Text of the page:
June 22, 2018
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Nursing home where maggots found on resident clears state review

By Jackie Farwell, BDN Staff

SANFORD, Maine — A nursing home where maggots were found on a resident earlier this month has passed a state investigation into a complaint of neglect.

An inspector with the Department of Health and Human Services who visited Newton Center for Rehabilitation and Nursing, a 74-bed nursing home owned and operated by Goodall Hospital, found no deficiencies, according to DHHS spokesman John Martins.

“Each room in the facility was examined for a variety of things including the presence of flies, the tightness of screens and cleanliness,” he wrote in an email. “Newton Center staff was also interviewed about protocols followed in incidents involving fly larvae. The inspector found staff to be appropriately trained and that all protocols were appropriately followed in this case.”

Fly larvae were found on a resident at the July Street nursing home during a routine skin check. Newton Center staff reported the incident to DHHS, prompting the investigation.

In a press release Monday, Newton Center stressed the larvae were caught early and the incident was an isolated event. The resident was well cared for, and staff acted immediately and professionally, the release states, referencing intense media coverage of the incident.

“Newton Center has a solid reputation and commitment to providing outstanding quality of care for all of those in our care,” Patsy Aprile, president and CEO of Goodall Hospital, said in the release. “This unfortunate incident resulted in unfair characterizations of the care we deliver to our residents and exaggerated the nature of the issue. We are pleased that the DHHS report and investigation affirmed what we already knew — this incident was handled in the appropriate manner by the Newton Center staff and our residents have been given the very best care.”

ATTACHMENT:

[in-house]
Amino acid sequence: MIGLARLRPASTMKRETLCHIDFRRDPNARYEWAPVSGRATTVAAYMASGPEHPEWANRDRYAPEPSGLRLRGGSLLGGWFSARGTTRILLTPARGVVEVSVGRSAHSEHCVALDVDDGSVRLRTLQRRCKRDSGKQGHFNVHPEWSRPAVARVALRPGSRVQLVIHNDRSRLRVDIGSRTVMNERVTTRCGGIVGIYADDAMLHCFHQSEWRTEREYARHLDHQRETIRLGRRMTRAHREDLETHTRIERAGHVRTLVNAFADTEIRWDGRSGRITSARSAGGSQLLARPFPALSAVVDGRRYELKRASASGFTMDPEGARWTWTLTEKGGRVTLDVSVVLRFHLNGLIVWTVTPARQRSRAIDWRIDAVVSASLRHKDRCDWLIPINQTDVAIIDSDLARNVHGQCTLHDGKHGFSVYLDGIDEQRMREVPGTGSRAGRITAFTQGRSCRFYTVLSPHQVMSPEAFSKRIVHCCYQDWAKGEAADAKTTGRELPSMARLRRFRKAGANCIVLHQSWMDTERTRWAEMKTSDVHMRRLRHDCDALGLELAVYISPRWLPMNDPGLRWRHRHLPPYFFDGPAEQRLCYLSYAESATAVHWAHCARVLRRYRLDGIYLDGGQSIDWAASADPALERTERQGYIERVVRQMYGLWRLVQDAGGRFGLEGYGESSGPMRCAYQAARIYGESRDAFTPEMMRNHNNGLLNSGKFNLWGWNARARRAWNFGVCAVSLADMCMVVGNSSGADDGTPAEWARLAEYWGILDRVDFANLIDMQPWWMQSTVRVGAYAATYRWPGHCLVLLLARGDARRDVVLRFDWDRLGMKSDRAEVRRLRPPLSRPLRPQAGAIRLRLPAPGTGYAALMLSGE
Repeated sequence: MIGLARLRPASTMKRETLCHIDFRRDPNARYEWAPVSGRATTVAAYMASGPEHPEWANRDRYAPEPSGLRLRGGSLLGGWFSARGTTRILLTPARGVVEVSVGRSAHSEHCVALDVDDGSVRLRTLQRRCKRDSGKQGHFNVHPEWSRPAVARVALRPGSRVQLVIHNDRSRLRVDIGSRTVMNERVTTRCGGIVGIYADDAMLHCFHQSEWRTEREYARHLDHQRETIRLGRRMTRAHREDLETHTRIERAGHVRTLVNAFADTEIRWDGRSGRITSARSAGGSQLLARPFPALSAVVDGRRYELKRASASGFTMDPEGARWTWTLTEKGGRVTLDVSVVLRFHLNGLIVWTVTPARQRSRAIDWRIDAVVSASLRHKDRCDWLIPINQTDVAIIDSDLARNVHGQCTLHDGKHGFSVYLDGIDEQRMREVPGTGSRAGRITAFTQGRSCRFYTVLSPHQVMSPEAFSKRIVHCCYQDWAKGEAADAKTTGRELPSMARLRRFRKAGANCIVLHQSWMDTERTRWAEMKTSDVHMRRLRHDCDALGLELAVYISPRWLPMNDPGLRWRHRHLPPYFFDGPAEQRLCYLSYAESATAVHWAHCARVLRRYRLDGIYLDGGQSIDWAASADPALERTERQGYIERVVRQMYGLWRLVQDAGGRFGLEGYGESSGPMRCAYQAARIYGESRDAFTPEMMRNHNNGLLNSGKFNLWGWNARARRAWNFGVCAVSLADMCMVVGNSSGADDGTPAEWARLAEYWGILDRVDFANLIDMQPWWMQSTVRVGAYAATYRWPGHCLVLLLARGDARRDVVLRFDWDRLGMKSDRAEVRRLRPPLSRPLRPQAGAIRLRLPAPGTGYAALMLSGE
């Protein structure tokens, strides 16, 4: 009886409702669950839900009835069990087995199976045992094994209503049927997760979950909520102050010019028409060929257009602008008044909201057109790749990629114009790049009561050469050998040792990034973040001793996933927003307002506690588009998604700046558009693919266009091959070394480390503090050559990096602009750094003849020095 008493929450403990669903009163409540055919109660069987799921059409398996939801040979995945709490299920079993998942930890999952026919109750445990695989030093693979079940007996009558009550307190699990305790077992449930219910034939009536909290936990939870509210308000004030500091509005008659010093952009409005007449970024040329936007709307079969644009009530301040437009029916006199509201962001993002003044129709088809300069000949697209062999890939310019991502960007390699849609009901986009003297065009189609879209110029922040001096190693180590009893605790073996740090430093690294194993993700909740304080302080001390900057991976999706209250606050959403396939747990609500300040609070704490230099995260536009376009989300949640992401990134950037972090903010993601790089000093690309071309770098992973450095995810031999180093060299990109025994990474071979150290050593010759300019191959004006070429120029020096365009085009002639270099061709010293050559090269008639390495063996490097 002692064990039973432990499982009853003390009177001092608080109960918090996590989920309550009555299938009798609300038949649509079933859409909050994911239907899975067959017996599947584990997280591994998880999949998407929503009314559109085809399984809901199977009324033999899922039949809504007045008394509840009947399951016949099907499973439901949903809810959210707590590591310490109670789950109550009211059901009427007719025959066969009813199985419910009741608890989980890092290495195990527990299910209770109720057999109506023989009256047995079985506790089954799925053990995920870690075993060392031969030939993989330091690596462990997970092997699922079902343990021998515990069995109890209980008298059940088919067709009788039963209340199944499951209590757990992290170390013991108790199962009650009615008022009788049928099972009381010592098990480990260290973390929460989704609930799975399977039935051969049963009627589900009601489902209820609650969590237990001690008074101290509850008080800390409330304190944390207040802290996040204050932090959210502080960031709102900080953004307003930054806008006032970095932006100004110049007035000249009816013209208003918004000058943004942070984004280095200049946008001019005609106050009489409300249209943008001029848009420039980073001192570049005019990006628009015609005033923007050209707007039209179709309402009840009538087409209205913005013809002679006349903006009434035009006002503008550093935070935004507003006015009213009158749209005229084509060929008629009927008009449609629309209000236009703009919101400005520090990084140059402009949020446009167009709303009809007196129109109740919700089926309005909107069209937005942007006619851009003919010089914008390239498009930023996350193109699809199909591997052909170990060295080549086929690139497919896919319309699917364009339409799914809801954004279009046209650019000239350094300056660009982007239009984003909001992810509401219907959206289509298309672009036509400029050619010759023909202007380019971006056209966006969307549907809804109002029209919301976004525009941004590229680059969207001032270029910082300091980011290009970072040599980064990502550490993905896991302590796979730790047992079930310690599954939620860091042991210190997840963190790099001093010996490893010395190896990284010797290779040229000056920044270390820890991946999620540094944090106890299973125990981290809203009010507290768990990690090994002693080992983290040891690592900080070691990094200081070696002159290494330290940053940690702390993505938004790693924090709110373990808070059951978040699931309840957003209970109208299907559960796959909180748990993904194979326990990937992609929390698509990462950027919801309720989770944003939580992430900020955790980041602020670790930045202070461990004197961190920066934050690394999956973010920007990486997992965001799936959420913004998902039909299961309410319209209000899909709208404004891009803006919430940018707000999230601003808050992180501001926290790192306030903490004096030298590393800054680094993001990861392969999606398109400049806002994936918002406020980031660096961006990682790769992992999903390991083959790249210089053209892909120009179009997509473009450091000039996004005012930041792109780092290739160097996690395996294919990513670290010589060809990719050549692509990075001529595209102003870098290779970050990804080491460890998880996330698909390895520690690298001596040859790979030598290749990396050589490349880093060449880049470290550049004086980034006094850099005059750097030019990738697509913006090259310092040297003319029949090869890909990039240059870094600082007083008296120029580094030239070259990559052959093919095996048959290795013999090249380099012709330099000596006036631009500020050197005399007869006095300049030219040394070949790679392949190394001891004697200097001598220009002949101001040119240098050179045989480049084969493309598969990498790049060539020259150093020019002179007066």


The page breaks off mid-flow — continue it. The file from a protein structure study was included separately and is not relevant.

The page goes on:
An annual inspection of the Newton Center conducted last September through the federal Centers for Medicare and Medicaid Services found a number of deficiencies at the nursing home, though none related to larvae.

Newton Center said earlier this month it has resolved the issues and been cleared by the federal government.

Because Maine is stringent in enforcing federal nursing home inspection requirements, only about 10 percent of facilities in the state emerge from their annual review with no deficiencies, Richard Erb, president and CEO of Maine Health Care Association, which represents Maine nursing homes and assisted living and residential care facilities, said earlier this month.

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